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Citation:Shim, M. K., Felner, R. D., & Shim, E. (2000). The effects of family structures on academic achievement. Paper presented at the Annual Meeting of the American Educational Research Association, New Orleans: LA.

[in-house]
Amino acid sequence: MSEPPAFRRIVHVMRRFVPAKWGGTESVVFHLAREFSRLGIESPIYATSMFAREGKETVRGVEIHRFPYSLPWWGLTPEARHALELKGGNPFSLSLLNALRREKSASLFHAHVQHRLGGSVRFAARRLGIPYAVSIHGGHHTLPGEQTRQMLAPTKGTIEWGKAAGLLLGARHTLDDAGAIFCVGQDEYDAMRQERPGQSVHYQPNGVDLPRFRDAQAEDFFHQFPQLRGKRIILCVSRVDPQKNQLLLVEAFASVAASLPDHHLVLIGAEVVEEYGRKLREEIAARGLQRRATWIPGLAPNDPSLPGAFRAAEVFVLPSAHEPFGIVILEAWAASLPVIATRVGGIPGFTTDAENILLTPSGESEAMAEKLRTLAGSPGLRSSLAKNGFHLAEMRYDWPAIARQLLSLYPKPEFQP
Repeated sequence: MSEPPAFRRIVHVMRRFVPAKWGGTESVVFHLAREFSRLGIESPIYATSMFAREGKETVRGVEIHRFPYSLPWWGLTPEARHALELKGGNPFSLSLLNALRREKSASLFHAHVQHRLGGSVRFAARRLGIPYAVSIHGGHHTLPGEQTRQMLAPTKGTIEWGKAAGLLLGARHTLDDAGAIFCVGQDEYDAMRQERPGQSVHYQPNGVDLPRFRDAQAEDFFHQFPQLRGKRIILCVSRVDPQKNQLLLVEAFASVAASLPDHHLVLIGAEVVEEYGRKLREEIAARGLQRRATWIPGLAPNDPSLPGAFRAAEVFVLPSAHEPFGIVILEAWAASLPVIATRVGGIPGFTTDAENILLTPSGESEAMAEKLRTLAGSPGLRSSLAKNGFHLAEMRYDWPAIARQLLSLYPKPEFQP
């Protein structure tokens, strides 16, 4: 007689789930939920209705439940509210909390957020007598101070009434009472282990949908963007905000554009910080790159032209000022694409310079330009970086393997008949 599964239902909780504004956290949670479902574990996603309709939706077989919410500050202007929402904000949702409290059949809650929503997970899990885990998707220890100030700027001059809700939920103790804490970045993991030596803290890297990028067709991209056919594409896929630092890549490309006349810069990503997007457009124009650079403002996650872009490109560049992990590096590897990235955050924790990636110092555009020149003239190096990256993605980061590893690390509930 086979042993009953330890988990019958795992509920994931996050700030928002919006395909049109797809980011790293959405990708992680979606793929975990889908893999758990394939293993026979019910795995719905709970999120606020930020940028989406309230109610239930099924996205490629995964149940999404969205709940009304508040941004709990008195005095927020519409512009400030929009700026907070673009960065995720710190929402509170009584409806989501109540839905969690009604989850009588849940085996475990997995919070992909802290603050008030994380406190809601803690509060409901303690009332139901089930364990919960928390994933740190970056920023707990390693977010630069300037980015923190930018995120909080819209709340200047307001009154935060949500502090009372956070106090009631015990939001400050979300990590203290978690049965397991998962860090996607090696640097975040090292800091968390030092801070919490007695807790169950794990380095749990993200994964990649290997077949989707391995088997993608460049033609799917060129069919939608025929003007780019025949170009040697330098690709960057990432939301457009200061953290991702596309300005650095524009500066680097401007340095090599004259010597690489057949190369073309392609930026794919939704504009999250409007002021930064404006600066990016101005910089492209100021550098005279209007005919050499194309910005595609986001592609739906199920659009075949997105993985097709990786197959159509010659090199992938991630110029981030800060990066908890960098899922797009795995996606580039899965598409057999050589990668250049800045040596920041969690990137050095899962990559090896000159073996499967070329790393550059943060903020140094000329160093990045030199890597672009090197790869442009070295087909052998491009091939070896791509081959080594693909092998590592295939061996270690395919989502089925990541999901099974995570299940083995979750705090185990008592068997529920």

How does family structure affect student achievement in the form of grades? This study investigates that question. The researchersÕ data suggested that the factor that explained the greatest difference in grades was the studentsÕ perception of the academic expectation of the parents, regardless of family structure. A larger portion of students from step- and single-parent families perceived their parents had low expectations; these students also experienced more stresses at school. The researchers looked at a Rhode Island survey of secondary students called The High Performance Learning Communities (HiPlaces) Assessment (1998-1999), which provided data on 25,500 students from 2-parent families, 4,800 students from step-families, and about 9,000 students from single-parent families. They analyzed which family structure was associated with student self-reported grades. They also looked at factors including demographic characteristics and parental academic expectation. Though their findings show that family structure itself did not explain achievement differences, studentsÕ perceptions of their parentsÕ expectations were associated with high achievement. Professionals who design parent workshops will find that information useful to share with parents. Limitations include that student self-reports of grades were used, and grades are not completely unbiased measures of achievement.

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